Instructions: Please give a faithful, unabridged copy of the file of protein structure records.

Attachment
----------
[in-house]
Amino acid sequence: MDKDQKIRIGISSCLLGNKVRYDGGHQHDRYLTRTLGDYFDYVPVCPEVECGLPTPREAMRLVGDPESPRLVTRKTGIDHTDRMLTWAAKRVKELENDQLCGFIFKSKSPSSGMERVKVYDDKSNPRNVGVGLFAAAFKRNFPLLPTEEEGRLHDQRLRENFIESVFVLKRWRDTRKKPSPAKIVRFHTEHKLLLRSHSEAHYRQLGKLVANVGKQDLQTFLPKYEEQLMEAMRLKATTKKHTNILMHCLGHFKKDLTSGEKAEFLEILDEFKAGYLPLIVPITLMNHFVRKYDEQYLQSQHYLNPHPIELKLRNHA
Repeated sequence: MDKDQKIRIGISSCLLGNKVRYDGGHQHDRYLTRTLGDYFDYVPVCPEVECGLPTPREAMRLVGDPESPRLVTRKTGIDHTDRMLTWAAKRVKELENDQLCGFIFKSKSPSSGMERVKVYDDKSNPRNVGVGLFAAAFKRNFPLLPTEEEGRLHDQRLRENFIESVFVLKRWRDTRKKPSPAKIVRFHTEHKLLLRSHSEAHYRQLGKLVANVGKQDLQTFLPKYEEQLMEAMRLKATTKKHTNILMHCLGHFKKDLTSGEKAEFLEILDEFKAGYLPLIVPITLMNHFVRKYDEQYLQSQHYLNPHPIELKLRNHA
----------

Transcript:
[in-house]
Amino acid sequence: MDKDQKIRIGISSCLLGNKVRYDGGHQHDRYLTRTLGDYFDYVPVCPEVECGLPTPREAMRLVGDPESPRLVTRKTGIDHTDRMLTWAAKRVKELENDQLCGFIFKSKSPSSGMERVKVYDDKSNPRNVGVGLFAAAFKRNFPLLPTEEEGRLHDQRLRENFIESVFVLKRWRDTRKKPSPAKIVRFHTEHKLLLRSHSEAHYRQLGKLVANVGKQDLQTFLPKYEEQLMEAMRLKATTKKHTNILMHCLGHFKKDLTSGEKAEFLEILDEFKAGYLPLIVPITLMNHFVRKYDEQYLQSQHYLNPHPIELKLRNHA
Repeated sequence: MDKDQKIRIGISSCLLGNKVRYDGGHQHDRYLTRTLGDYFDYVPVCPEVECGLPTPREAMRLVGDPESPRLVTRKTGIDHTDRMLTWAAKRVKELENDQLCGFIFKSKSPSSGMERVKVYDDKSNPRNVGVGLFAAAFKRNFPLLPTEEEGRLHDQRLRENFIESVFVLKRWRDTRKKPSPAKIVRFHTEHKLLLRSHSEAHYRQLGKLVANVGKQDLQTFLPKYEEQLMEAMRLKATTKKHTNILMHCLGHFKKDLTSGEKAEFLEILDEFKAGYLPLIVPITLMNHFVRKYDEQYLQSQHYLNPHPIELKLRNHA